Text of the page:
Which in practical terms means, because they’re all bros, they don’t fight. They amiably cooperate in a tireless, jack-booted bid for world domination.
They are the Uruk-hai of ants. They seek out the same conditions we do, not too hot or cold, not too wet or dry, just nicely warmish and humid.
So when it’s too dry they line up around the shower with their tiny towels, circle the sinks with itty-bitty tooth brushes.
They’re everywhere. Them!

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I put together this little birdbath to take the place of an Aloe capitata that fell victim to the ants.
All summer our insect overlords have relegated us to squatter status on our own property.
This summer it seems like they’ve really stepped up their association (“mutualism”) with their nasty symbiotic playmates, scale insects and mealybugs.
Ants offer safe transit and escort the pests into the crevices and crowns of some plants. Not all, just mostly my favorites it seems.
The stemless aloes have been hit hard this summer. A perky Aloe capitata var. quartzicola went flaccid seemingly overnight.
Upon investigation, the lower crown was stuffed with scale. Them!
For weeks I enraged the ants by scraping off scale from the aloe’s leaves, pouring cinnamon onto the crown, digging in coffee around the base.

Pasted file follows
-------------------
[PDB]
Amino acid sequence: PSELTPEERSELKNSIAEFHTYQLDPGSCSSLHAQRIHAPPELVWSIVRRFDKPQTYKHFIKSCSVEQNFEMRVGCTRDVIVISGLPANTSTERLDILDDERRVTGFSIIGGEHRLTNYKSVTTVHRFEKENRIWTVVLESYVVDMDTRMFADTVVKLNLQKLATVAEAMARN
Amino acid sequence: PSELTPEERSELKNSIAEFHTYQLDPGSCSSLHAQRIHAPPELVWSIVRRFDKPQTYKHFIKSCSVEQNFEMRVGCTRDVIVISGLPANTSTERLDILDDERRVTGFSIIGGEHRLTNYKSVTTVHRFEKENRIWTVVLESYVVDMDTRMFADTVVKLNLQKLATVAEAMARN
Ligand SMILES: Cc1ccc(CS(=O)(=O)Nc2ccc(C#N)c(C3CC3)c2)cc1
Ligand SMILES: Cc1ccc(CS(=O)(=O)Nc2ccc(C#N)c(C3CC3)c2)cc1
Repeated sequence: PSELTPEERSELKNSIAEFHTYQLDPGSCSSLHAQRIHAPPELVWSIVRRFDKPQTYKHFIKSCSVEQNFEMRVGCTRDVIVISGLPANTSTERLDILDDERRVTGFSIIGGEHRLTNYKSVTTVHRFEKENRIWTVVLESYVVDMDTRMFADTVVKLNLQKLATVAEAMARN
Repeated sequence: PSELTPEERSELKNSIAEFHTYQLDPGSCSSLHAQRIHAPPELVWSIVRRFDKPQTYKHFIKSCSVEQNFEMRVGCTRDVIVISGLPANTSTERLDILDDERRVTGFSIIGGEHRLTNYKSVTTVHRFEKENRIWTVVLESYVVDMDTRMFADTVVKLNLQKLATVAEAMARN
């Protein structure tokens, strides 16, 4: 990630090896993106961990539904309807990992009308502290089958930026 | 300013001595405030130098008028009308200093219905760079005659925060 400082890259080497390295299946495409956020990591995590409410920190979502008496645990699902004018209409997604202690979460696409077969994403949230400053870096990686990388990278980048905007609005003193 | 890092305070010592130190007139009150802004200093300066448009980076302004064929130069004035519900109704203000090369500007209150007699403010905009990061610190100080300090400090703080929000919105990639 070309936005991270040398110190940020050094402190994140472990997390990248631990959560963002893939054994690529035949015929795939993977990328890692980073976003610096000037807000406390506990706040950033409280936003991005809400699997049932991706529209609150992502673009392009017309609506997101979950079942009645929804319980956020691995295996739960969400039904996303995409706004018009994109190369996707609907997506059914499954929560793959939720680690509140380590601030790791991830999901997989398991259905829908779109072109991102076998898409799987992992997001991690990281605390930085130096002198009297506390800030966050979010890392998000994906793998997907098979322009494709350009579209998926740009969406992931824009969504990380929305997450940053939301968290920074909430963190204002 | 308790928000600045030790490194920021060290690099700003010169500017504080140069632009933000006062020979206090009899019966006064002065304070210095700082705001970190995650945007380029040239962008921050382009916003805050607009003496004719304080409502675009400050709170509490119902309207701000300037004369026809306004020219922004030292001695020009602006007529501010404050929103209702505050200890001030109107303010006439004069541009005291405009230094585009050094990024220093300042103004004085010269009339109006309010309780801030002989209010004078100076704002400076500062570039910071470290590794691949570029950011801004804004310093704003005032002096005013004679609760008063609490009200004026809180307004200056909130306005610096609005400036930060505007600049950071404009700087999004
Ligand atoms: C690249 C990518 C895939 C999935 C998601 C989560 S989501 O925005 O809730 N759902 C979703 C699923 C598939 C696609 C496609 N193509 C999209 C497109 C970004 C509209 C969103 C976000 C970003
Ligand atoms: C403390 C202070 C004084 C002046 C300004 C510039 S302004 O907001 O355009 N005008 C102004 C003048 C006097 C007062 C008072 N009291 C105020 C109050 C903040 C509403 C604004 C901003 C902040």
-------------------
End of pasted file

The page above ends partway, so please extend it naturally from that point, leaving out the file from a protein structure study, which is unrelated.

The ants supposedly hate strong smells. The aloe seemed to partially recover but lost so many leaves that I dug it up to nurse along in a pot.
Aloe cryptoflora has also succumbed, and a large fan aloe was weakened and killed by ants, though it wasn’t in great shape when I bought it.

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Aloe ‘Rooikappie’ is now taking its chances after A. capitata var. quartzicola was dragged off the battlefield.

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Aloe capitata var. quartzicola in better days. If I find one again it will live in a container.

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The ants favorite victims are stemless aloes planted close to hardscape, but they also favor beschornerias.
The hardscape of bricks laid dry, without mortar, on a layer of sand has provided perfect Ant Farm conditions.
Agave ‘Cornelius’ seems impervious so far, but ants are herding scale on some agaves like the desmettianas.